|Most recent IBA monitoring assessment|
|Year of assessment||Threat score (pressure)||Condition score (state)||Action score (response)|
|2001||not assessed||not assessed||not assessed|
|For more information about IBA monitoring please click here|
The site lies just west and south of the town of Joal-Fadiouth and incorporates a length (c.5 km) of sandy coastline and a fairly large estuary with mangroves, mudbanks and small islands. The estuary consists of expanses of mud and mangroves intersected by creeks, which become at least partially inundated at high tide. At low tide, the mudbanks are important feeding areas, especially for waders. Inland, the eastern end of the estuary includes areas of dryer land and salt steppe that are not inundated. The site lies about 10 km south of the southern boundary of La Petite Côte (site SN011) and just north (c.4 km) of the northern boundary of Delta du Saloum (SN013).
See Box for key species. The site is particularly important for wintering waders and terns. Over 6,300 waders of 20 species were recorded in 1998. Larus audouinii is a regular wintering species, with frequent observations of numbers in the hundreds on the site, including a maximum count of 350 individuals in the estuary just south of the town of Joal-Fadiouth in 1991. In addition to the species in the Box, there are records of 1,200 wintering Recurvirostra avosetta, while Charadrius hiaticula and Calidris canutus have also been recorded in numbers exceeding 1,000 birds. Breeding birds include mixed heronries in trees in villages inland of the estuary, e.g. Mesophoyx intermedia with nests of Egretta alba, Ardea melanocephala and Phalacrocorax africanus at N’Dianda near Joal. There is considerable interchange and movement of birds between this site and sites SN011 and SN013, and all three sites are of very high importance for wintering, passage and resident waterbirds and seabirds.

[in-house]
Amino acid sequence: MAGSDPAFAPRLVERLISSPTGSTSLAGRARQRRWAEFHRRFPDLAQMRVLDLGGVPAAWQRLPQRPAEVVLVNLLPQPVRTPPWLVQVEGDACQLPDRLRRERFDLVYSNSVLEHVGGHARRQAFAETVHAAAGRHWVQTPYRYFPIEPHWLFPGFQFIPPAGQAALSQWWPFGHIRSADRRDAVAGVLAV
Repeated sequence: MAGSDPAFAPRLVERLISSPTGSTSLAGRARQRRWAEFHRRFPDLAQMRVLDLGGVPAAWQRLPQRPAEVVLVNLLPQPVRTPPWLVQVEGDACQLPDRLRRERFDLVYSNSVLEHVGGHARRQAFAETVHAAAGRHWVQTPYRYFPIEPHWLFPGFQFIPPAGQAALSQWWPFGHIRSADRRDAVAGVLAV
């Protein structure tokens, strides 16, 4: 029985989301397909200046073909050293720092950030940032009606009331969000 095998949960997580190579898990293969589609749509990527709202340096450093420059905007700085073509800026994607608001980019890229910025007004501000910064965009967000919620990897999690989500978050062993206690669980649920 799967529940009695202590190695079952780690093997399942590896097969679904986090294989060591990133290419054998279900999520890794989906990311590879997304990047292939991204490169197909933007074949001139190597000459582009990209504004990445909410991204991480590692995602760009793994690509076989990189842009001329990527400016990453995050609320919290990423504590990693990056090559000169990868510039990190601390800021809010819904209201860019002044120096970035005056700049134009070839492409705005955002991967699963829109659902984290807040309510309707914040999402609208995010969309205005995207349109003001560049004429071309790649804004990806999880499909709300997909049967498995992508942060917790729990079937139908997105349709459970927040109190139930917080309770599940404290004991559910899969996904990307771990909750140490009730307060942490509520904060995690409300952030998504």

Non-bird biodiversity: None known to BirdLife International.
BirdLife International (2021) Important Bird Areas factsheet: Joal-Fadiouth. Downloaded from http://www.birdlife.org on 17/01/2021.